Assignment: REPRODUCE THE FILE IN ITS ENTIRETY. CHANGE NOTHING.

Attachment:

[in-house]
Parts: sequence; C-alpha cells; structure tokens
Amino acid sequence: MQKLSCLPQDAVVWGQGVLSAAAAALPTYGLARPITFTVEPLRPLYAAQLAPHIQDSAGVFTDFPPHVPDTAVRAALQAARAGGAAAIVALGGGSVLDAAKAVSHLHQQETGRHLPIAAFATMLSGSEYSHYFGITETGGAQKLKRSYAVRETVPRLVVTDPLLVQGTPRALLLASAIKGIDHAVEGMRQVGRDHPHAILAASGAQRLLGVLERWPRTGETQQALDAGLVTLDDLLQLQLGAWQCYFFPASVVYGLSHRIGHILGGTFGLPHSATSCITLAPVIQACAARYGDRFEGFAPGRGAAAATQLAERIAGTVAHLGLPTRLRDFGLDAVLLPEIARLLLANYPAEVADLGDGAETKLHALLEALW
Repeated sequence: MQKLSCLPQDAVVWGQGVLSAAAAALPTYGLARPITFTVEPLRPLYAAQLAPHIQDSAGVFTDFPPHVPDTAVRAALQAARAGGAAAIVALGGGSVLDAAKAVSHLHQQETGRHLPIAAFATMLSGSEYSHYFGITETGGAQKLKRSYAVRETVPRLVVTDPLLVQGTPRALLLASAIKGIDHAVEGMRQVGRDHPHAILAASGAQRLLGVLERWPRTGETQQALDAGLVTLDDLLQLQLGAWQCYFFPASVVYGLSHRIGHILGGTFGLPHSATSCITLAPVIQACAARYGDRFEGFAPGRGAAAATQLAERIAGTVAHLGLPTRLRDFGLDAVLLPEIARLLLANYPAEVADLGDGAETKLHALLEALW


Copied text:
[in-house]
Parts: sequence; C-alpha cells; structure tokens
Amino acid sequence: MQKLSCLPQDAVVWGQGVLSAAAAALPTYGLARPITFTVEPLRPLYAAQLAPHIQDSAGVFTDFPPHVPDTAVRAALQAARAGGAAAIVALGGGSVLDAAKAVSHLHQQETGRHLPIAAFATMLSGSEYSHYFGITETGGAQKLKRSYAVRETVPRLVVTDPLLVQGTPRALLLASAIKGIDHAVEGMRQVGRDHPHAILAASGAQRLLGVLERWPRTGETQQALDAGLVTLDDLLQLQLGAWQCYFFPASVVYGLSHRIGHILGGTFGLPHSATSCITLAPVIQACAARYGDRFEGFAPGRGAAAATQLAERIAGTVAHLGLPTRLRDFGLDAVLLPEIARLLLANYPAEVADLGDGAETKLHALLEALW
Repeated sequence: MQKLSCLPQDAVVWGQGVLSAAAAALPTYGLARPITFTVEPLRPLYAAQLAPHIQDSAGVFTDFPPHVPDTAVRAALQAARAGGAAAIVALGGGSVLDAAKAVSHLHQQETGRHLPIAAFATMLSGSEYSHYFGITETGGAQKLKRSYAVRETVPRLVVTDPLLVQGTPRALLLASAIKGIDHAVEGMRQVGRDHPHAILAASGAQRLLGVLERWPRTGETQQALDAGLVTLDDLLQLQLGAWQCYFFPASVVYGLSHRIGHILGGTFGLPHSATSCITLAPVIQACAARYGDRFEGFAPGRGAAAATQLAERIAGTVAHLGLPTRLRDFGLDAVLLPEIARLLLANYPAEVADLGDGAETKLHALLEALW